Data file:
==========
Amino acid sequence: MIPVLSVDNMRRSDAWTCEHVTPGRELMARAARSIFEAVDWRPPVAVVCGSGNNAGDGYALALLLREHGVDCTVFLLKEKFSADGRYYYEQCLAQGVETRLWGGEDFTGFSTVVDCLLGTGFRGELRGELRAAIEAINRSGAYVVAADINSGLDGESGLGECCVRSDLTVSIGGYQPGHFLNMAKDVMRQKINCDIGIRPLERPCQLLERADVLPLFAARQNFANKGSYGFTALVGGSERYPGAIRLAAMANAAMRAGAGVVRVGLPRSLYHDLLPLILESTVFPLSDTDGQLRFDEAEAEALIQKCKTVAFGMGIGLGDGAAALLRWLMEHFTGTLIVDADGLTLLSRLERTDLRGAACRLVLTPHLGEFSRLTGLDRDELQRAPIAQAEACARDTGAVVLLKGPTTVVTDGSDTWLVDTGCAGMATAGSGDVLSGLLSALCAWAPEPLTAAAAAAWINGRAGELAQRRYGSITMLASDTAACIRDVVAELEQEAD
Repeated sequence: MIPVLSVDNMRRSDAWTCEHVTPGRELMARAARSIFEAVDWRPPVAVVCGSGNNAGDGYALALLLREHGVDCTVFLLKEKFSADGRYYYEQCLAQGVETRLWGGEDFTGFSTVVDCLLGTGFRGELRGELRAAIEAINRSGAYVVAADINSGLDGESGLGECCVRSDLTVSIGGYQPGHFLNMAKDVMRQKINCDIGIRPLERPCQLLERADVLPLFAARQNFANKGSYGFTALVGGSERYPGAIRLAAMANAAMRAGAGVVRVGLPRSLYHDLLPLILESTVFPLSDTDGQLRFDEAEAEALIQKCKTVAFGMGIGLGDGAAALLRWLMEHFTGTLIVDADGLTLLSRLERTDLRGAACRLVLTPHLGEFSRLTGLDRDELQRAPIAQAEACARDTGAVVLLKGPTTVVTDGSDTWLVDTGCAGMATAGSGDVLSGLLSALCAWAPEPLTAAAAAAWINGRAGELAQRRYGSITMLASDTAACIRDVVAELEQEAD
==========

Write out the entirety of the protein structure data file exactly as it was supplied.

Amino acid sequence: MIPVLSVDNMRRSDAWTCEHVTPGRELMARAARSIFEAVDWRPPVAVVCGSGNNAGDGYALALLLREHGVDCTVFLLKEKFSADGRYYYEQCLAQGVETRLWGGEDFTGFSTVVDCLLGTGFRGELRGELRAAIEAINRSGAYVVAADINSGLDGESGLGECCVRSDLTVSIGGYQPGHFLNMAKDVMRQKINCDIGIRPLERPCQLLERADVLPLFAARQNFANKGSYGFTALVGGSERYPGAIRLAAMANAAMRAGAGVVRVGLPRSLYHDLLPLILESTVFPLSDTDGQLRFDEAEAEALIQKCKTVAFGMGIGLGDGAAALLRWLMEHFTGTLIVDADGLTLLSRLERTDLRGAACRLVLTPHLGEFSRLTGLDRDELQRAPIAQAEACARDTGAVVLLKGPTTVVTDGSDTWLVDTGCAGMATAGSGDVLSGLLSALCAWAPEPLTAAAAAAWINGRAGELAQRRYGSITMLASDTAACIRDVVAELEQEAD
Repeated sequence: MIPVLSVDNMRRSDAWTCEHVTPGRELMARAARSIFEAVDWRPPVAVVCGSGNNAGDGYALALLLREHGVDCTVFLLKEKFSADGRYYYEQCLAQGVETRLWGGEDFTGFSTVVDCLLGTGFRGELRGELRAAIEAINRSGAYVVAADINSGLDGESGLGECCVRSDLTVSIGGYQPGHFLNMAKDVMRQKINCDIGIRPLERPCQLLERADVLPLFAARQNFANKGSYGFTALVGGSERYPGAIRLAAMANAAMRAGAGVVRVGLPRSLYHDLLPLILESTVFPLSDTDGQLRFDEAEAEALIQKCKTVAFGMGIGLGDGAAALLRWLMEHFTGTLIVDADGLTLLSRLERTDLRGAACRLVLTPHLGEFSRLTGLDRDELQRAPIAQAEACARDTGAVVLLKGPTTVVTDGSDTWLVDTGCAGMATAGSGDVLSGLLSALCAWAPEPLTAAAAAAWINGRAGELAQRRYGSITMLASDTAACIRDVVAELEQEAD